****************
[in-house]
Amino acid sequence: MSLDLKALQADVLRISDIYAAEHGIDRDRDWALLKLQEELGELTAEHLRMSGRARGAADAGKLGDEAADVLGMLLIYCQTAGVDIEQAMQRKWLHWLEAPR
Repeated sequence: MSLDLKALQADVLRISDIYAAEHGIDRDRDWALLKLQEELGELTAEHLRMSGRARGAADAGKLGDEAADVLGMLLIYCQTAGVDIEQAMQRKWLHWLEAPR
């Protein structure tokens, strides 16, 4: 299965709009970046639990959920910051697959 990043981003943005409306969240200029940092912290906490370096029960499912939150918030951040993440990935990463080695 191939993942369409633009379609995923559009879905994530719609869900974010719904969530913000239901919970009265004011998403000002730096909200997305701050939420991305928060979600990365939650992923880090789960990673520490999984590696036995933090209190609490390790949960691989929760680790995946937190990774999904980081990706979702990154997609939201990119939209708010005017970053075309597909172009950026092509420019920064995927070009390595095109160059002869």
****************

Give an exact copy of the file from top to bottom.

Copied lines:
[in-house]
Amino acid sequence: MSLDLKALQADVLRISDIYAAEHGIDRDRDWALLKLQEELGELTAEHLRMSGRARGAADAGKLGDEAADVLGMLLIYCQTAGVDIEQAMQRKWLHWLEAPR
Repeated sequence: MSLDLKALQADVLRISDIYAAEHGIDRDRDWALLKLQEELGELTAEHLRMSGRARGAADAGKLGDEAADVLGMLLIYCQTAGVDIEQAMQRKWLHWLEAPR
């Protein structure tokens, strides 16, 4: 299965709009970046639990959920910051697959 990043981003943005409306969240200029940092912290906490370096029960499912939150918030951040993440990935990463080695 191939993942369409633009379609995923559009879905994530719609869900974010719904969530913000239901919970009265004011998403000002730096909200997305701050939420991305928060979600990365939650992923880090789960990673520490999984590696036995933090209190609490390790949960691989929760680790995946937190990774999904980081990706979702990154997609939201990119939209708010005017970053075309597909172009950026092509420019920064995927070009390595095109160059002869």